The Scottish Conservatives fully support efforts to support women into business in Scotland, but I am cautious that that should not detract from efforts to improve business start-ups across other sectors of society. The latest statistics show that Scotland has a significantly lower rate of businesses per head of population than the rest of the United Kingdom has. The UK figure sits at 499 enterprises for every 10,000 adults; Scotland lags behind at 393 enterprises for every 10,000 adults. Because of the Scottish Government’s poor track record, there are 27 per cent fewer businesses in existence in Scotland than there are in the rest of the UK. In addition to considering the motion, I call on the Scottish Government to ensure that it reviews the burdens that it puts on businesses and which impact on the number of enterprises that flourish.
The best and brightest people start out in an integral part of our lives: our education system. Enhancing our education system is the foundation of improving business start-ups in Scotland. The Federation of Small Businesses is campaigning to have every Scottish school offer specialist courses that teach pupils about running their own business. A European Commission study found that 28 per cent of those who took part in enterprise education wanted to start businesses and become entrepreneurs. I fully support the FSB’s campaign.
I am proud to represent my Aberdeenshire West constituency for many reasons. This week, I was delighted to see that the FSB has named Aberdeenshire West as one of Scotland’s top five most entrepreneurial Holyrood constituencies, and that it contains some of the healthiest local business communities in Scotland.
I will continue to add my support to promoting women in business, and I look forward to working with members across the chamber to help to achieve a gender-balanced business society.
I thank Gillian Martin for bringing the debate to the chamber again this year, and for highlighting the hugely important work that Women’s Enterprise Scotland does to promote and support women in business. As I said last year, it should be our ambition to focus on women’s enterprise every day—not just for one week of the year.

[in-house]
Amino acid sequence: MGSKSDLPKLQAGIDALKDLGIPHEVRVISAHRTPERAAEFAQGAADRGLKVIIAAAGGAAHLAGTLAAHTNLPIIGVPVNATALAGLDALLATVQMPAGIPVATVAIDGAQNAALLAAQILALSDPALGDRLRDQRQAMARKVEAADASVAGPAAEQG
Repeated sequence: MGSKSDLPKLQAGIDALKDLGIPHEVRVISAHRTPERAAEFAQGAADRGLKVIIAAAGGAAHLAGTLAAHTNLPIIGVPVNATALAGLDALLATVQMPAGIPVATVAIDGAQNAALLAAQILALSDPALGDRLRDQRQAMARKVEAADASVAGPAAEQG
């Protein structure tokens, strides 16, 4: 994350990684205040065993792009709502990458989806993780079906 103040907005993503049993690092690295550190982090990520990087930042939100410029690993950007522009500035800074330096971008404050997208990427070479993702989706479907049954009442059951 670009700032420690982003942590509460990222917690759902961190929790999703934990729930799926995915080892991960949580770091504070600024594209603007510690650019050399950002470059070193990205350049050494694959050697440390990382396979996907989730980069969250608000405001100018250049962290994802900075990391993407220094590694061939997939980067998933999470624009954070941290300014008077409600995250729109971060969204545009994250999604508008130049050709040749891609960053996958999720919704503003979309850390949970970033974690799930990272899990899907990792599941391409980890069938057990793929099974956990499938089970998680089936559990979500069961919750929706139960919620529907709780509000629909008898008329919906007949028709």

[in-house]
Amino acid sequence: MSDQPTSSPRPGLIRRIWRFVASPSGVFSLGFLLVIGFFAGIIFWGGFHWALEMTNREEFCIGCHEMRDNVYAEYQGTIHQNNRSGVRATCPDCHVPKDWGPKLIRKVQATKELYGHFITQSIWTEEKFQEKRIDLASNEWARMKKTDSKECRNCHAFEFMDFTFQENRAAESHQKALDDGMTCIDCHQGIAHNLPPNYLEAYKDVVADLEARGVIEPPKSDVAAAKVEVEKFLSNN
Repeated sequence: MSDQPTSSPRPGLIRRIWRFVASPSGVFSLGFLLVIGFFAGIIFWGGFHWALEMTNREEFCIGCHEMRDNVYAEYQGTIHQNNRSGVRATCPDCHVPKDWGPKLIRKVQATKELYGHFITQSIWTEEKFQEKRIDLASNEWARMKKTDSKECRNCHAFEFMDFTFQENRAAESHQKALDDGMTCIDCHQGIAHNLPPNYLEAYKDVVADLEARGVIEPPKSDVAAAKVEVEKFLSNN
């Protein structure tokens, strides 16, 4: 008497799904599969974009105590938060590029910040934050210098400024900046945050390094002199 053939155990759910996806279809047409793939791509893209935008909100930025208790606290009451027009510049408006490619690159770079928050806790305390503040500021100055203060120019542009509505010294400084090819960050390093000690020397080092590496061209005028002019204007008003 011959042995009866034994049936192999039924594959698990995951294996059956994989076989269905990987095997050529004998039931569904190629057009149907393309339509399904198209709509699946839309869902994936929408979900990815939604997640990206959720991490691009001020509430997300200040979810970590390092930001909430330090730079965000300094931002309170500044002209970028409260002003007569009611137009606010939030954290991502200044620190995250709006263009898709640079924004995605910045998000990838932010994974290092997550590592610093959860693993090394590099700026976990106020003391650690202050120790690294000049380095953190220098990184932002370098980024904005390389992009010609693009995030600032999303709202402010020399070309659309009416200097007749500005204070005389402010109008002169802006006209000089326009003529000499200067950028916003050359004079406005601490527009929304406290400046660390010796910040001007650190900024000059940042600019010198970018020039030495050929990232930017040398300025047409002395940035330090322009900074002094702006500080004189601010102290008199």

I declare an interest, as the deputy convener of the cross-party group on women in enterprise. I feel privileged to have the opportunity to work with a great number of inspiring women including, of course, the convener, Gillian Martin, and with many organisations that aim to advance the position of women throughout the business sector.
For me, global entrepreneurship week is about celebrating women and the work of Women’s Enterprise Scotland. It is agreed that developing women’s enterprise is critical for Scotland’s economy. Currently, just one fifth of Scottish small and medium-sized enterprises are majority owned by women. They make an important and valuable contribution to our economy but—goodness me!—it could be so much more substantial. If the number of women-led businesses in Scotland were to increase to equal the number that are led by men, our economy would grow by a staggering £7.6 billion. Think of how much our economy could flourish with the injection of an extra £7.6 billion to the pot.
One of the fantastic small enterprises that are run by women is just up the road, at Cranachan & Crowdie on the Canongate. When I visited last year, I was inspired by the passion that Beth and Fiona have for their business. Not only are they women owners, but the majority of the products that they stock are created by women: I can recommend the gin, Presiding Officer. Although businesses such as that give us a lot to celebrate, there is still much more to be done to advance the opportunities for women in business, so we need more than warm words; we need substantive action.
There are real challenges. Research that was undertaken by Women’s Enterprise Scotland shows that gender stereotyping persists around women-owned businesses, with 80 per cent of survey respondents stating that they faced specific challenges as women business owners, including in achieving credibility for their business, and with 46 per cent saying that they had experienced discrimination. That is not good enough. Although I welcome the Government’s efforts and the framework for women’s enterprise, we must do more to address those issues. I urge the Scottish Government to take on board the recommendations from WES and the European Institute for Gender Equality to adopt a gender-aware approach to all enterprise and growth policies, and to introduce gender-specific training and gender-specific business support, because women’s enterprise is different in nature.
As the Minister for Employability and Training knows, I always like to talk to him about how much funding we should be providing, and it will not be any different today. I am sure that the minister absolutely agrees with me that Women’s Enterprise Scotland is the acknowledged expert in advancing opportunities for women in enterprise, but its women’s training and leadership programme, which delivers such positive results and which was launched with Fife Council in June, receives no Scottish Government funding. I absolutely believe that that is an oversight.